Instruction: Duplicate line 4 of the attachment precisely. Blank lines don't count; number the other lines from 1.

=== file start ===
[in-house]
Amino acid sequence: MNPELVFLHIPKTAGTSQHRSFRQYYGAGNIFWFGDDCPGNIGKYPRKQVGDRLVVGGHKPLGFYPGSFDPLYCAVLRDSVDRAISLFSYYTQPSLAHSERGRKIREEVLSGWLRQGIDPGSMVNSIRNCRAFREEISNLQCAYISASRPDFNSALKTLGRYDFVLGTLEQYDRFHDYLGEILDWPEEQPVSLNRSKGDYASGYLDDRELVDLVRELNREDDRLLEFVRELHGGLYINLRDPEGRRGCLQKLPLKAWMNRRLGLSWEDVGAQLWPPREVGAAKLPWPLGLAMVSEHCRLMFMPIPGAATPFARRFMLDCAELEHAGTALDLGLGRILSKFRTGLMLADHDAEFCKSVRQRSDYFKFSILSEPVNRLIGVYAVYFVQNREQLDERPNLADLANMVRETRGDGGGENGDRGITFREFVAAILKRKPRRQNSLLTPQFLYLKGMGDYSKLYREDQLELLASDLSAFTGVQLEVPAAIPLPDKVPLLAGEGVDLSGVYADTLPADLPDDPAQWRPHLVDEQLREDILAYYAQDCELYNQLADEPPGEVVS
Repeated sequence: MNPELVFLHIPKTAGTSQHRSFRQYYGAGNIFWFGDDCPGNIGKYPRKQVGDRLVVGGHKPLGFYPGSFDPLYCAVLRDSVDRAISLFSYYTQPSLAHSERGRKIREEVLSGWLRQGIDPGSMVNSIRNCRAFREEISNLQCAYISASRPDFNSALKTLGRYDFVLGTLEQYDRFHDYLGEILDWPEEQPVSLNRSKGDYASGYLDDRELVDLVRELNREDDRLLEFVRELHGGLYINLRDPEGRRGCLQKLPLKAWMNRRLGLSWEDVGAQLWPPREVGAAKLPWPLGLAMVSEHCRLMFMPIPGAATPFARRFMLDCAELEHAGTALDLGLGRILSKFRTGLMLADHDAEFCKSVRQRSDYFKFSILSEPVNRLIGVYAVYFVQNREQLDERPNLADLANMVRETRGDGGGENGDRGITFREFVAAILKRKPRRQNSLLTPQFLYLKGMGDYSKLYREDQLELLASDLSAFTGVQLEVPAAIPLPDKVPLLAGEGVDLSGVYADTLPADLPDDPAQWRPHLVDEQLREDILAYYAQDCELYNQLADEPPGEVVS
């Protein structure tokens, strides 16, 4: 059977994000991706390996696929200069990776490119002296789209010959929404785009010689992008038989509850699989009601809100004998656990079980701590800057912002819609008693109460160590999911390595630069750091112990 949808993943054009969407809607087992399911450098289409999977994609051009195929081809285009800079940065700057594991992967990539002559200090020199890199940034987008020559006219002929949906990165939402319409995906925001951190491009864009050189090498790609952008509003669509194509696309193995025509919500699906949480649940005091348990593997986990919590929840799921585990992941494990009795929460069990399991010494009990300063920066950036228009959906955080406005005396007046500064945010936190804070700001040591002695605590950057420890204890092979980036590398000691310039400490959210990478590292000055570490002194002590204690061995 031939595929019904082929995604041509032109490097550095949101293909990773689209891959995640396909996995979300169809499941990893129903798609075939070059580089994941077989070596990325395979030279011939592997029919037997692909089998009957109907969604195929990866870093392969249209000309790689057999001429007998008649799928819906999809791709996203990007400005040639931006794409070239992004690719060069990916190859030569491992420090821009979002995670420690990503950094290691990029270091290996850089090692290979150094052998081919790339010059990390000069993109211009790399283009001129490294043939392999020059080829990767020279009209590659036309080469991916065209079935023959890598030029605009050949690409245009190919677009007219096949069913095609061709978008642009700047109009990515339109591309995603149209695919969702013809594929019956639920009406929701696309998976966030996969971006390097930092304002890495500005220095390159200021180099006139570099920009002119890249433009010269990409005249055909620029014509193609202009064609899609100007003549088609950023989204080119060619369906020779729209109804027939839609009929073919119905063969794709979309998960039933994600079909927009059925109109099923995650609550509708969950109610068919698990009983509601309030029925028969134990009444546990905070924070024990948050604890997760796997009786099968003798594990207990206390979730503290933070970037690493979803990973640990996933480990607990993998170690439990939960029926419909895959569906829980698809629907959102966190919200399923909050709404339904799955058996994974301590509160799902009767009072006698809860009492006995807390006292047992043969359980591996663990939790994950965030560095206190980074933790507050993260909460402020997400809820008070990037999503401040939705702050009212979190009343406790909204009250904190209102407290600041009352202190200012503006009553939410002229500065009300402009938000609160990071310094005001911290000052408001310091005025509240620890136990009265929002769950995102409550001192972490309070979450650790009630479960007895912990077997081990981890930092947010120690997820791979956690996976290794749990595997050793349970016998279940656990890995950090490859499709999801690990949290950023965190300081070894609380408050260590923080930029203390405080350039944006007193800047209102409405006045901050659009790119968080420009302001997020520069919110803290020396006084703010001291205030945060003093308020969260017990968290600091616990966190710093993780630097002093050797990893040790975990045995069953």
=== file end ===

């Protein structure tokens, strides 16, 4: 059977994000991706390996696929200069990776490119002296789209010959929404785009010689992008038989509850699989009601809100004998656990079980701590800057912002819609008693109460160590999911390595630069750091112990 949808993943054009969407809607087992399911450098289409999977994609051009195929081809285009800079940065700057594991992967990539002559200090020199890199940034987008020559006219002929949906990165939402319409995906925001951190491009864009050189090498790609952008509003669509194509696309193995025509919500699906949480649940005091348990593997986990919590929840799921585990992941494990009795929460069990399991010494009990300063920066950036228009959906955080406005005396007046500064945010936190804070700001040591002695605590950057420890204890092979980036590398000691310039400490959210990478590292000055570490002194002590204690061995 031939595929019904082929995604041509032109490097550095949101293909990773689209891959995640396909996995979300169809499941990893129903798609075939070059580089994941077989070596990325395979030279011939592997029919037997692909089998009957109907969604195929990866870093392969249209000309790689057999001429007998008649799928819906999809791709996203990007400005040639931006794409070239992004690719060069990916190859030569491992420090821009979002995670420690990503950094290691990029270091290996850089090692290979150094052998081919790339010059990390000069993109211009790399283009001129490294043939392999020059080829990767020279009209590659036309080469991916065209079935023959890598030029605009050949690409245009190919677009007219096949069913095609061709978008642009700047109009990515339109591309995603149209695919969702013809594929019956639920009406929701696309998976966030996969971006390097930092304002890495500005220095390159200021180099006139570099920009002119890249433009010269990409005249055909620029014509193609202009064609899609100007003549088609950023989204080119060619369906020779729209109804027939839609009929073919119905063969794709979309998960039933994600079909927009059925109109099923995650609550509708969950109610068919698990009983509601309030029925028969134990009444546990905070924070024990948050604890997760796997009786099968003798594990207990206390979730503290933070970037690493979803990973640990996933480990607990993998170690439990939960029926419909895959569906829980698809629907959102966190919200399923909050709404339904799955058996994974301590509160799902009767009072006698809860009492006995807390006292047992043969359980591996663990939790994950965030560095206190980074933790507050993260909460402020997400809820008070990037999503401040939705702050009212979190009343406790909204009250904190209102407290600041009352202190200012503006009553939410002229500065009300402009938000609160990071310094005001911290000052408001310091005025509240620890136990009265929002769950995102409550001192972490309070979450650790009630479960007895912990077997081990981890930092947010120690997820791979956690996976290794749990595997050793349970016998279940656990890995950090490859499709999801690990949290950023965190300081070894609380408050260590923080930029203390405080350039944006007193800047209102409405006045901050659009790119968080420009302001997020520069919110803290020396006084703010001291205030945060003093308020969260017990968290600091616990966190710093993780630097002093050797990893040790975990045995069953």